The decision by the electorate of the United Kingdom (UK) in June 2016 marked the first time in its history that a member state of the European Union (EU) voted to leave. For the EU, its story is no longer primarily one of cooperation and integration but also of disintegration. For the UK, implementing Brexit has thrown its economic, geopolitical and territorial models into question in an unprecedented way. From the moment of the referendum result it was clear it was no longer going to be business as usual for scholars and teachers of the EU in the UK. Drawing on an action research approach, this article explores how the referendum result affected what and how this educator teaches the EU at a time of uncertainty and change for the UK. This is best encapsulated in the idea of responsiveness. This included responding to students’ desires to broaden and deepen what they study as they try to make sense of myriad complex and continuously changing political events in an age of the internet and social media, as well as navigating new social dynamics that have emerged in the classroom at a time when the politics of identity is increasingly salient.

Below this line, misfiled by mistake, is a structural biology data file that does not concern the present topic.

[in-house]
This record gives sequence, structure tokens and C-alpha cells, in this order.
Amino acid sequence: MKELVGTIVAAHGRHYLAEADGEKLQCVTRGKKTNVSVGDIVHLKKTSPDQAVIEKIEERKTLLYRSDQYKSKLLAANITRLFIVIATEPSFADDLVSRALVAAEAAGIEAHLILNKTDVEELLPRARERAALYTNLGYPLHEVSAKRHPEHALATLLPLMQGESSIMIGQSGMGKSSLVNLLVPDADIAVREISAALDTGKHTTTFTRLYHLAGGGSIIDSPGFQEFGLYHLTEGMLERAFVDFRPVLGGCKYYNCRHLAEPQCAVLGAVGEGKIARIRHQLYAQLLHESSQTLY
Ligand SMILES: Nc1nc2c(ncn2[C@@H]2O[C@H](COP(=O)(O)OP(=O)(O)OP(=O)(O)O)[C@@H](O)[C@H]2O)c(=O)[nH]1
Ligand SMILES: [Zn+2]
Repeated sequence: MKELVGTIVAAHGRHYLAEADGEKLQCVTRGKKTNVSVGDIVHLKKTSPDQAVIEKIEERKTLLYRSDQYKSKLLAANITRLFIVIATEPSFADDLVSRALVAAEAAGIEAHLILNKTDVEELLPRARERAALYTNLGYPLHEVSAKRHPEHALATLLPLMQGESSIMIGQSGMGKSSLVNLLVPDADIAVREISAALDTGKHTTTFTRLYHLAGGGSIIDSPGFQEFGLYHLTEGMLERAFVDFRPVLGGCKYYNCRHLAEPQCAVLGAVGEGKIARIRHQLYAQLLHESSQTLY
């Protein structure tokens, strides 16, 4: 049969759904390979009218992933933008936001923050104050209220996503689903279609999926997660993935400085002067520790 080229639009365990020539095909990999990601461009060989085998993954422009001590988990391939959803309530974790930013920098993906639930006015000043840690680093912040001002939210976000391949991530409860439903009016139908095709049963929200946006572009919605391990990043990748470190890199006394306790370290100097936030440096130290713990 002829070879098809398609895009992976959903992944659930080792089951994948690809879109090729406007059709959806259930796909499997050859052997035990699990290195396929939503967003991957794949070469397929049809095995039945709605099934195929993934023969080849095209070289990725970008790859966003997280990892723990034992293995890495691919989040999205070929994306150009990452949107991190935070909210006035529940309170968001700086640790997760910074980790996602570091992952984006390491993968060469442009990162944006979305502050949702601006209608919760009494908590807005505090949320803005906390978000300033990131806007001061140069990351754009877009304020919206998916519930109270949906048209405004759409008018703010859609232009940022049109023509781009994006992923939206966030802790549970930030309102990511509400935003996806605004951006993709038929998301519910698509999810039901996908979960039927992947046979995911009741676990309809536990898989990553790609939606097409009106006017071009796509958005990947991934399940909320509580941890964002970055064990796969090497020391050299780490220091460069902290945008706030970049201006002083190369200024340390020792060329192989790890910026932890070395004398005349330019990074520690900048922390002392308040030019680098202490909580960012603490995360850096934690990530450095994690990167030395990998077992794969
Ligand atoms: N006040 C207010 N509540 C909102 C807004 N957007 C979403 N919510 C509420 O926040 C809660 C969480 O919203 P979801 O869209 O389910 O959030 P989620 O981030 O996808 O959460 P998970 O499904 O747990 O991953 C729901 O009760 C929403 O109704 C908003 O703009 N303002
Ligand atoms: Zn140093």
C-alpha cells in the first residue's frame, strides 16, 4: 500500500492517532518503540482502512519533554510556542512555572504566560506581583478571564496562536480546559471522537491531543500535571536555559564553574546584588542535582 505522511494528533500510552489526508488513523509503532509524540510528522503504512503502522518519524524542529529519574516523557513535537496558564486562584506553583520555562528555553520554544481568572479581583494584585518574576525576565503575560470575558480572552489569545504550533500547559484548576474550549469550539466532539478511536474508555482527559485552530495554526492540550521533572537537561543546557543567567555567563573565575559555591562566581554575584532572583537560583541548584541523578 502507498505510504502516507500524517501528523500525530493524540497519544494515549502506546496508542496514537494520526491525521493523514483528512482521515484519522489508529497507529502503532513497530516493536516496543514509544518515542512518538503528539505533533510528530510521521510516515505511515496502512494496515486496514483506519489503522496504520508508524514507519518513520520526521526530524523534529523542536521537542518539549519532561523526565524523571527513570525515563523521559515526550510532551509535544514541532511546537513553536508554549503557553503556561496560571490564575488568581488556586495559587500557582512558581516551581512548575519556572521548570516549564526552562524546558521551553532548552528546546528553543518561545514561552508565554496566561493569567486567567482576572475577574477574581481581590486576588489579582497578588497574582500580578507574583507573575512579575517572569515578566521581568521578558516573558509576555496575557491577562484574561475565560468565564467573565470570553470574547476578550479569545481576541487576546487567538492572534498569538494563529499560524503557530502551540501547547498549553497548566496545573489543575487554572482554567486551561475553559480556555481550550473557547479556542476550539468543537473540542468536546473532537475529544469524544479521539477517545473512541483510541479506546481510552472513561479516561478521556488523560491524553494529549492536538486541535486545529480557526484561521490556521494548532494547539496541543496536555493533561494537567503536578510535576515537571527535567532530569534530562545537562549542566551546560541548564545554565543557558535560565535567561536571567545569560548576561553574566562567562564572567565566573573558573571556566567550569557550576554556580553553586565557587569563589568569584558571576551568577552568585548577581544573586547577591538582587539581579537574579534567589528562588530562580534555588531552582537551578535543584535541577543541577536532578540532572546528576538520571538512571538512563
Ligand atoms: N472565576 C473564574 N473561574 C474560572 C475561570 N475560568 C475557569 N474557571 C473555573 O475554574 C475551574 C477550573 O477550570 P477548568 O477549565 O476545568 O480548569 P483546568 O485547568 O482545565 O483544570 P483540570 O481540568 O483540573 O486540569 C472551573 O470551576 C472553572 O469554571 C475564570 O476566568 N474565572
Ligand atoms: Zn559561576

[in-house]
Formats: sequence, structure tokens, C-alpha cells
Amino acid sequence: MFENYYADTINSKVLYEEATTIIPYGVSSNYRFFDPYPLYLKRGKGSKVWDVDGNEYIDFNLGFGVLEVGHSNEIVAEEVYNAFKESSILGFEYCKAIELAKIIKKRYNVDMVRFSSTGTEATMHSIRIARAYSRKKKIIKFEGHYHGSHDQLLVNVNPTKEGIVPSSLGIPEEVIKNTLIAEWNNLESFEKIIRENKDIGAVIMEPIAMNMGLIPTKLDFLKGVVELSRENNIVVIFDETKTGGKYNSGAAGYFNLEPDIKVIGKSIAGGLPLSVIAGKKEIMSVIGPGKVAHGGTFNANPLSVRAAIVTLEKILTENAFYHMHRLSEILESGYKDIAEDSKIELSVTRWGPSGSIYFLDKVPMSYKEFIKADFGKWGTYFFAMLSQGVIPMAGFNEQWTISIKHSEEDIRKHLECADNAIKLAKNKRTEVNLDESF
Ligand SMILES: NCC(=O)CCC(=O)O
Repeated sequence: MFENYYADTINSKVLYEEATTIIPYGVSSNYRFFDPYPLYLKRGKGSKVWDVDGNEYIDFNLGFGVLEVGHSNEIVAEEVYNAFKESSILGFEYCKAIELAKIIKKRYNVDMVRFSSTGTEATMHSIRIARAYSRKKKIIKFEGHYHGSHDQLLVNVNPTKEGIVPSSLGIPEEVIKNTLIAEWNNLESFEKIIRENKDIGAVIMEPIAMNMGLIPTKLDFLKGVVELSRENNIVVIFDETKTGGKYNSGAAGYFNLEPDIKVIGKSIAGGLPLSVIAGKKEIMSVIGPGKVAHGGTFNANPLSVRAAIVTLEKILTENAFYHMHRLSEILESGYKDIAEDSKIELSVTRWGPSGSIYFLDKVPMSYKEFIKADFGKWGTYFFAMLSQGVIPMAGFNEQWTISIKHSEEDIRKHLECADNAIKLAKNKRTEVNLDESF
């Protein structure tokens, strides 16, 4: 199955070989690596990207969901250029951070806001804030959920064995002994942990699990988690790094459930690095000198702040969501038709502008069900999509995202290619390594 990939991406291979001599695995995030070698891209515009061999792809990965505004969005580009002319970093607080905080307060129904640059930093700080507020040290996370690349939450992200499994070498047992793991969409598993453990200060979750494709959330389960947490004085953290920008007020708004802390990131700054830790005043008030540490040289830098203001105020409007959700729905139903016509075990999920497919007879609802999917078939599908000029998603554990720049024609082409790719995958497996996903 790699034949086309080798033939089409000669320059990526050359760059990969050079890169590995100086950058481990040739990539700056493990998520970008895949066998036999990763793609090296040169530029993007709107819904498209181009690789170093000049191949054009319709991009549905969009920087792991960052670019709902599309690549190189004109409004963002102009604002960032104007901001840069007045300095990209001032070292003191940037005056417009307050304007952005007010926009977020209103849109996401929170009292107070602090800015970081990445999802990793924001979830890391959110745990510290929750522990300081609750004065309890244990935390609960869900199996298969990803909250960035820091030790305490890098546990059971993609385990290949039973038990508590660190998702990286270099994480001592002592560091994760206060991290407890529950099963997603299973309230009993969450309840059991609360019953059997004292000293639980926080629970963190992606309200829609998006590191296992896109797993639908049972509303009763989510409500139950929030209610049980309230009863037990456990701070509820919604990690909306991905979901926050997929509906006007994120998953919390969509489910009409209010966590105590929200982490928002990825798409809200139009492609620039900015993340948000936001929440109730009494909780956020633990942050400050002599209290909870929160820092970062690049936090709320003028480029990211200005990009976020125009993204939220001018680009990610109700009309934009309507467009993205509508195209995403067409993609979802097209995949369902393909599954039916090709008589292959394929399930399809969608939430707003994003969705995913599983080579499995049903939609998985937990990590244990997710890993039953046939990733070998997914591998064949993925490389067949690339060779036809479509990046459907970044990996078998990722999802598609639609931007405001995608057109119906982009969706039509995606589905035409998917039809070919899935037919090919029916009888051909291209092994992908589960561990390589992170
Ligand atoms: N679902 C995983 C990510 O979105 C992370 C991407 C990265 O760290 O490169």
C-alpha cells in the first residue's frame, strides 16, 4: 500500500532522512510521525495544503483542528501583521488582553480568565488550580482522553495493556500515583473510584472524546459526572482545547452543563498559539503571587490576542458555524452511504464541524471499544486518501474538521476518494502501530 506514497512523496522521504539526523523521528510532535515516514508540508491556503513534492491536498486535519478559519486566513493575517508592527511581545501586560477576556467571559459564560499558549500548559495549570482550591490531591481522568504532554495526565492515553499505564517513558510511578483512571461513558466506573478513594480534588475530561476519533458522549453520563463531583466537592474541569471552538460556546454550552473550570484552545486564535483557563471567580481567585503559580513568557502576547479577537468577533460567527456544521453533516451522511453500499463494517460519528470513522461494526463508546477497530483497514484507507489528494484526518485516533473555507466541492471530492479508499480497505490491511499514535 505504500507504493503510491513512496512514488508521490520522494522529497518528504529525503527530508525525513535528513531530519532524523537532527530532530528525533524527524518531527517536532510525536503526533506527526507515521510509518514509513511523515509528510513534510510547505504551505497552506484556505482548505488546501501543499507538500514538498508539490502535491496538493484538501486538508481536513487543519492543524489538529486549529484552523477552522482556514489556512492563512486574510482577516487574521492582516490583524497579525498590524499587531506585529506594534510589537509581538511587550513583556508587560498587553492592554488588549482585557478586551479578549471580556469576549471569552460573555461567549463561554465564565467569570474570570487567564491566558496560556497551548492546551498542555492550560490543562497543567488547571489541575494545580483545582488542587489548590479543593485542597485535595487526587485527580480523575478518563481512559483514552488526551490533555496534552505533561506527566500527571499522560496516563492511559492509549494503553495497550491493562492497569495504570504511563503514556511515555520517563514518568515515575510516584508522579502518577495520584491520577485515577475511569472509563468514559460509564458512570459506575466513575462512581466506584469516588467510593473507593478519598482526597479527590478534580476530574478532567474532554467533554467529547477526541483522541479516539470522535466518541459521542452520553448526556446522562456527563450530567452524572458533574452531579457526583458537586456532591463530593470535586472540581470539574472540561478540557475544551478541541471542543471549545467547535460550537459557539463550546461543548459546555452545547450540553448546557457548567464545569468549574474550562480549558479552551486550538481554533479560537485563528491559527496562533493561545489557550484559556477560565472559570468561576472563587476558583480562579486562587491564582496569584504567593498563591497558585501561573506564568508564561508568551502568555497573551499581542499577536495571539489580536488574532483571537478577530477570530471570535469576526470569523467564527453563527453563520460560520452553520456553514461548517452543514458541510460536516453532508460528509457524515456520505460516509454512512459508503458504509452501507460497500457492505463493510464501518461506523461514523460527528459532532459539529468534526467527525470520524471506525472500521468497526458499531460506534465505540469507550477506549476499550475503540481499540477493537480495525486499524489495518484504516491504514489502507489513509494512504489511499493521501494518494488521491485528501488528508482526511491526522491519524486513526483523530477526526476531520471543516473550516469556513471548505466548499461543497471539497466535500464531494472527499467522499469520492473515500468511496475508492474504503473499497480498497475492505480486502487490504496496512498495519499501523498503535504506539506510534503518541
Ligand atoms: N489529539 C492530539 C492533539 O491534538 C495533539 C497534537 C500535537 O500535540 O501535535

EU, Brexit, Responsive teaching, Action research, Identity, Politicisation, Social media
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